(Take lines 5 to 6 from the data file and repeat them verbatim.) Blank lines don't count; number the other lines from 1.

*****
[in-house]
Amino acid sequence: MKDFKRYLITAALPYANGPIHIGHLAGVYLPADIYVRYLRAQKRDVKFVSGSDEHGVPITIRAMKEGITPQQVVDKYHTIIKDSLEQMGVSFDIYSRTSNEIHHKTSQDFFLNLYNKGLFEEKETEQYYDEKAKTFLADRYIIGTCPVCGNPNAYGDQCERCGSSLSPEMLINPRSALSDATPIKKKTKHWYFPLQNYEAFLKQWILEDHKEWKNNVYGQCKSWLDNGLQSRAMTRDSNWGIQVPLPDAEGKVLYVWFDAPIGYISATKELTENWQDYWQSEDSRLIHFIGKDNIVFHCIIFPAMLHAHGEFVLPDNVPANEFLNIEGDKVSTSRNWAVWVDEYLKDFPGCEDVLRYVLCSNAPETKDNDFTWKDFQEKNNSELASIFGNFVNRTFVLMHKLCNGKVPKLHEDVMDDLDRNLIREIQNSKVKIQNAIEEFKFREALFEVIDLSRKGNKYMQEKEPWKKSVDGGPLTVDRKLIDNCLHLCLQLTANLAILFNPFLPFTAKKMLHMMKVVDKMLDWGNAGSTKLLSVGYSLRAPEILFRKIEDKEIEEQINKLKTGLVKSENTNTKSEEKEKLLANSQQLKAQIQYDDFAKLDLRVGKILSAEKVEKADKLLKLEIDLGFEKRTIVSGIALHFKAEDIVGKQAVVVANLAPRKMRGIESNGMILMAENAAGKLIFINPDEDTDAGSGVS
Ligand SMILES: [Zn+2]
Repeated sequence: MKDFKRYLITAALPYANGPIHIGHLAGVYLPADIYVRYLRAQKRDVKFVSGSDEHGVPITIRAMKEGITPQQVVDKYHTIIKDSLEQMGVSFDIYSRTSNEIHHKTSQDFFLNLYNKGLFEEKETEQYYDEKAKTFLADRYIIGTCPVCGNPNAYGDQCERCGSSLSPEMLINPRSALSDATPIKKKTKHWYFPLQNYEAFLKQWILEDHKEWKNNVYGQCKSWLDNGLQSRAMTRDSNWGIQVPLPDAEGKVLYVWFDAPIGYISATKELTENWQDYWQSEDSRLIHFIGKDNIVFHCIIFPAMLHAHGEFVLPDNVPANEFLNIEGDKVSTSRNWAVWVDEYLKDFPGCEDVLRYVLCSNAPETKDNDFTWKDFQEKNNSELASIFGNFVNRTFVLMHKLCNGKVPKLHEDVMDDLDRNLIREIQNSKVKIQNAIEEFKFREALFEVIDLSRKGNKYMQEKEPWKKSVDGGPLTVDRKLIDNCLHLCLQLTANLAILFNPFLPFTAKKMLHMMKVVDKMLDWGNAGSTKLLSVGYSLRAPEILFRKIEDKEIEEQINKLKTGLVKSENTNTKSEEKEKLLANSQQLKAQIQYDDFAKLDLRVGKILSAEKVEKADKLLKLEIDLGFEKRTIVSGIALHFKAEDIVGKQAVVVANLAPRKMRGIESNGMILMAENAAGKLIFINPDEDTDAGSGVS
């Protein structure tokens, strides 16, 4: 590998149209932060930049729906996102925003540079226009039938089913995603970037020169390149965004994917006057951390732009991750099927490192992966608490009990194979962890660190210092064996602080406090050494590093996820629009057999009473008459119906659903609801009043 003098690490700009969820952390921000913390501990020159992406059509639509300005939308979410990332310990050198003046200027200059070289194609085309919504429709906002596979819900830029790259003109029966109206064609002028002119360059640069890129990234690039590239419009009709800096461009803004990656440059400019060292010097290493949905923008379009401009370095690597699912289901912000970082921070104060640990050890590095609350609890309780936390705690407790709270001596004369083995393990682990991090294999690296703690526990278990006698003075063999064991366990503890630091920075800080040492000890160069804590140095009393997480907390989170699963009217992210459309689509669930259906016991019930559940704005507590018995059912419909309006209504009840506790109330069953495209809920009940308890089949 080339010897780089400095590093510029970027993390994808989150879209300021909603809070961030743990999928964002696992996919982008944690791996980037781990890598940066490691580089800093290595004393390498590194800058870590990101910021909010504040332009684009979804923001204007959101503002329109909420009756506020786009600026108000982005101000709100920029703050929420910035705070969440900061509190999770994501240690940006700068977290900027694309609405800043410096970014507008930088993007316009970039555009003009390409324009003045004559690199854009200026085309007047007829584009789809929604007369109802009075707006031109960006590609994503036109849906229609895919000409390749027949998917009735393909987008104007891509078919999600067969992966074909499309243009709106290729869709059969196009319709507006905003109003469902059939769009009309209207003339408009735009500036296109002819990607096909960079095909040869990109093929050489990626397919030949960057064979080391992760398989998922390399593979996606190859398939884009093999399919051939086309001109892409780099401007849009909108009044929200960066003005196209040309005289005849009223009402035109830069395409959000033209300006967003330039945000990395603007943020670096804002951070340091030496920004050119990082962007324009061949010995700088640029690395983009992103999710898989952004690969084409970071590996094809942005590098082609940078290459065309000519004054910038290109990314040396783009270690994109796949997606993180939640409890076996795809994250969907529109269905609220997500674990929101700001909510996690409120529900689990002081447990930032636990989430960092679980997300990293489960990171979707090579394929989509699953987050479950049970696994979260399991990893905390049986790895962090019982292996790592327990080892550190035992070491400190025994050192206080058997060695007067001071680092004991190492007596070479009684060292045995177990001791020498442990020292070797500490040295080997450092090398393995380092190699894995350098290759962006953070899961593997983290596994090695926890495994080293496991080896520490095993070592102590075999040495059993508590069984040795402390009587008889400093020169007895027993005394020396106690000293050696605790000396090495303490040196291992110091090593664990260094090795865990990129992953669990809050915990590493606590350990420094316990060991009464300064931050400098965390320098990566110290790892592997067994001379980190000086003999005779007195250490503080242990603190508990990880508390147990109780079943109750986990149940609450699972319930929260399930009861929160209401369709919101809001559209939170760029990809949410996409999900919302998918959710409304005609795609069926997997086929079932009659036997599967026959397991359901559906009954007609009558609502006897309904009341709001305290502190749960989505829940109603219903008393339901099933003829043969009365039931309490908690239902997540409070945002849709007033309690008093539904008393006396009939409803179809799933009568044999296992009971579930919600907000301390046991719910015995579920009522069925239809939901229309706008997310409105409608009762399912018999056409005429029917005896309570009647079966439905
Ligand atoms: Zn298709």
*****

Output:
């Protein structure tokens, strides 16, 4: 590998149209932060930049729906996102925003540079226009039938089913995603970037020169390149965004994917006057951390732009991750099927490192992966608490009990194979962890660190210092064996602080406090050494590093996820629009057999009473008459119906659903609801009043 003098690490700009969820952390921000913390501990020159992406059509639509300005939308979410990332310990050198003046200027200059070289194609085309919504429709906002596979819900830029790259003109029966109206064609002028002119360059640069890129990234690039590239419009009709800096461009803004990656440059400019060292010097290493949905923008379009401009370095690597699912289901912000970082921070104060640990050890590095609350609890309780936390705690407790709270001596004369083995393990682990991090294999690296703690526990278990006698003075063999064991366990503890630091920075800080040492000890160069804590140095009393997480907390989170699963009217992210459309689509669930259906016991019930559940704005507590018995059912419909309006209504009840506790109330069953495209809920009940308890089949 080339010897780089400095590093510029970027993390994808989150879209300021909603809070961030743990999928964002696992996919982008944690791996980037781990890598940066490691580089800093290595004393390498590194800058870590990101910021909010504040332009684009979804923001204007959101503002329109909420009756506020786009600026108000982005101000709100920029703050929420910035705070969440900061509190999770994501240690940006700068977290900027694309609405800043410096970014507008930088993007316009970039555009003009390409324009003045004559690199854009200026085309007047007829584009789809929604007369109802009075707006031109960006590609994503036109849906229609895919000409390749027949998917009735393909987008104007891509078919999600067969992966074909499309243009709106290729869709059969196009319709507006905003109003469902059939769009009309209207003339408009735009500036296109002819990607096909960079095909040869990109093929050489990626397919030949960057064979080391992760398989998922390399593979996606190859398939884009093999399919051939086309001109892409780099401007849009909108009044929200960066003005196209040309005289005849009223009402035109830069395409959000033209300006967003330039945000990395603007943020670096804002951070340091030496920004050119990082962007324009061949010995700088640029690395983009992103999710898989952004690969084409970071590996094809942005590098082609940078290459065309000519004054910038290109990314040396783009270690994109796949997606993180939640409890076996795809994250969907529109269905609220997500674990929101700001909510996690409120529900689990002081447990930032636990989430960092679980997300990293489960990171979707090579394929989509699953987050479950049970696994979260399991990893905390049986790895962090019982292996790592327990080892550190035992070491400190025994050192206080058997060695007067001071680092004991190492007596070479009684060292045995177990001791020498442990020292070797500490040295080997450092090398393995380092190699894995350098290759962006953070899961593997983290596994090695926890495994080293496991080896520490095993070592102590075999040495059993508590069984040795402390009587008889400093020169007895027993005394020396106690000293050696605790000396090495303490040196291992110091090593664990260094090795865990990129992953669990809050915990590493606590350990420094316990060991009464300064931050400098965390320098990566110290790892592997067994001379980190000086003999005779007195250490503080242990603190508990990880508390147990109780079943109750986990149940609450699972319930929260399930009861929160209401369709919101809001559209939170760029990809949410996409999900919302998918959710409304005609795609069926997997086929079932009659036997599967026959397991359901559906009954007609009558609502006897309904009341709001305290502190749960989505829940109603219903008393339901099933003829043969009365039931309490908690239902997540409070945002849709007033309690008093539904008393006396009939409803179809799933009568044999296992009971579930919600907000301390046991719910015995579920009522069925239809939901229309706008997310409105409608009762399912018999056409005429029917005896309570009647079966439905
Ligand atoms: Zn298709």